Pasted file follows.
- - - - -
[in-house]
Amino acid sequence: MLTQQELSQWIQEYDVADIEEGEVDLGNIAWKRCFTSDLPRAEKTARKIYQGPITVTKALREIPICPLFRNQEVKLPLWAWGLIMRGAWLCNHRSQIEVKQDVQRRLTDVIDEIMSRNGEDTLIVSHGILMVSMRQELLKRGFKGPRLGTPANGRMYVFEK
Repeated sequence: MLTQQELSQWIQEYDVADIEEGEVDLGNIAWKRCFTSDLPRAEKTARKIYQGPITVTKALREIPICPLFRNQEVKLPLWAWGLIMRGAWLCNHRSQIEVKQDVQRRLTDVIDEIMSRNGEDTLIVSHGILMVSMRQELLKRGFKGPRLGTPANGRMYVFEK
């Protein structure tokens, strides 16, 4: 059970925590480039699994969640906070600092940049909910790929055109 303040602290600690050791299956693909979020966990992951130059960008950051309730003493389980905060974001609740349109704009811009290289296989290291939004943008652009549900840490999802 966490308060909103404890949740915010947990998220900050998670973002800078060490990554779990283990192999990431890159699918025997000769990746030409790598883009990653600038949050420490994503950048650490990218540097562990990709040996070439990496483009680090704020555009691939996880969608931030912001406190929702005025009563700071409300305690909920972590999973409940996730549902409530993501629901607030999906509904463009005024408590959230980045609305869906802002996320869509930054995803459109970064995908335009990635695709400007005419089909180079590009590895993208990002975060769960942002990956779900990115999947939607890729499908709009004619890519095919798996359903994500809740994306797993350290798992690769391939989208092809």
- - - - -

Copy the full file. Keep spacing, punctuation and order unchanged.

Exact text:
[in-house]
Amino acid sequence: MLTQQELSQWIQEYDVADIEEGEVDLGNIAWKRCFTSDLPRAEKTARKIYQGPITVTKALREIPICPLFRNQEVKLPLWAWGLIMRGAWLCNHRSQIEVKQDVQRRLTDVIDEIMSRNGEDTLIVSHGILMVSMRQELLKRGFKGPRLGTPANGRMYVFEK
Repeated sequence: MLTQQELSQWIQEYDVADIEEGEVDLGNIAWKRCFTSDLPRAEKTARKIYQGPITVTKALREIPICPLFRNQEVKLPLWAWGLIMRGAWLCNHRSQIEVKQDVQRRLTDVIDEIMSRNGEDTLIVSHGILMVSMRQELLKRGFKGPRLGTPANGRMYVFEK
């Protein structure tokens, strides 16, 4: 059970925590480039699994969640906070600092940049909910790929055109 303040602290600690050791299956693909979020966990992951130059960008950051309730003493389980905060974001609740349109704009811009290289296989290291939004943008652009549900840490999802 966490308060909103404890949740915010947990998220900050998670973002800078060490990554779990283990192999990431890159699918025997000769990746030409790598883009990653600038949050420490994503950048650490990218540097562990990709040996070439990496483009680090704020555009691939996880969608931030912001406190929702005025009563700071409300305690909920972590999973409940996730549902409530993501629901607030999906509904463009005024408590959230980045609305869906802002996320869509930054995803459109970064995908335009990635695709400007005419089909180079590009590895993208990002975060769960942002990956779900990115999947939607890729499908709009004619890519095919798996359903994500809740994306797993350290798992690769391939989208092809």